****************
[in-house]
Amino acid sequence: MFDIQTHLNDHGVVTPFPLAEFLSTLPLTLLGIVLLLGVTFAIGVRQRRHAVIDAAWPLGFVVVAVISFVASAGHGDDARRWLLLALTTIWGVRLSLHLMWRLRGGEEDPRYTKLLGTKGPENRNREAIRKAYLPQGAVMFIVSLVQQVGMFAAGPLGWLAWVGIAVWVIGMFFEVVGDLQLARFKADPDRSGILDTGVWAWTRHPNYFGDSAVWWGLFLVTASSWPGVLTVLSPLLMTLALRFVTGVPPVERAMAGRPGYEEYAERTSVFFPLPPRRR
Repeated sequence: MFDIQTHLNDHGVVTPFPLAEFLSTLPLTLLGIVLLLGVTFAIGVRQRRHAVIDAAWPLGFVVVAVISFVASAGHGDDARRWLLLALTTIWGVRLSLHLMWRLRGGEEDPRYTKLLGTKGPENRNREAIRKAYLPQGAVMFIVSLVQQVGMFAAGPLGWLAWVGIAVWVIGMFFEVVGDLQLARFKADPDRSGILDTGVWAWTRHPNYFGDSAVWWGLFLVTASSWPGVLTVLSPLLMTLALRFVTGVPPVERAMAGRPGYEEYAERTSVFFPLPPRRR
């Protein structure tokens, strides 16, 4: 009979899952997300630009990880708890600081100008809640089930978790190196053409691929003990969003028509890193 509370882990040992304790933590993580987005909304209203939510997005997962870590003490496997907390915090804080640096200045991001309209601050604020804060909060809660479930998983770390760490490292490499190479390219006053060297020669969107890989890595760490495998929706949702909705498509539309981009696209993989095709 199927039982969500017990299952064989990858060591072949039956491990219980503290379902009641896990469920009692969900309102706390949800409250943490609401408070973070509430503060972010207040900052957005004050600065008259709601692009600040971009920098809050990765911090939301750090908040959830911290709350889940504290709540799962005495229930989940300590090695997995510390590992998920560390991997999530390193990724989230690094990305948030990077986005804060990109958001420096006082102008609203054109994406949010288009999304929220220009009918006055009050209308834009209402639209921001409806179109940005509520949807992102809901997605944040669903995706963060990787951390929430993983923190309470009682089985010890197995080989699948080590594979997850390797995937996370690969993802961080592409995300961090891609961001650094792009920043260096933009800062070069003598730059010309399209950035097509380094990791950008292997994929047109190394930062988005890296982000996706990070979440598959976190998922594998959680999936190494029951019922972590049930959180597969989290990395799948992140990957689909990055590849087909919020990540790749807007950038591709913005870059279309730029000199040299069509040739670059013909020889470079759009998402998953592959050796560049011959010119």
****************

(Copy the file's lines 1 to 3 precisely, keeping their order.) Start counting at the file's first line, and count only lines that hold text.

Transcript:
[in-house]
Amino acid sequence: MFDIQTHLNDHGVVTPFPLAEFLSTLPLTLLGIVLLLGVTFAIGVRQRRHAVIDAAWPLGFVVVAVISFVASAGHGDDARRWLLLALTTIWGVRLSLHLMWRLRGGEEDPRYTKLLGTKGPENRNREAIRKAYLPQGAVMFIVSLVQQVGMFAAGPLGWLAWVGIAVWVIGMFFEVVGDLQLARFKADPDRSGILDTGVWAWTRHPNYFGDSAVWWGLFLVTASSWPGVLTVLSPLLMTLALRFVTGVPPVERAMAGRPGYEEYAERTSVFFPLPPRRR
Repeated sequence: MFDIQTHLNDHGVVTPFPLAEFLSTLPLTLLGIVLLLGVTFAIGVRQRRHAVIDAAWPLGFVVVAVISFVASAGHGDDARRWLLLALTTIWGVRLSLHLMWRLRGGEEDPRYTKLLGTKGPENRNREAIRKAYLPQGAVMFIVSLVQQVGMFAAGPLGWLAWVGIAVWVIGMFFEVVGDLQLARFKADPDRSGILDTGVWAWTRHPNYFGDSAVWWGLFLVTASSWPGVLTVLSPLLMTLALRFVTGVPPVERAMAGRPGYEEYAERTSVFFPLPPRRR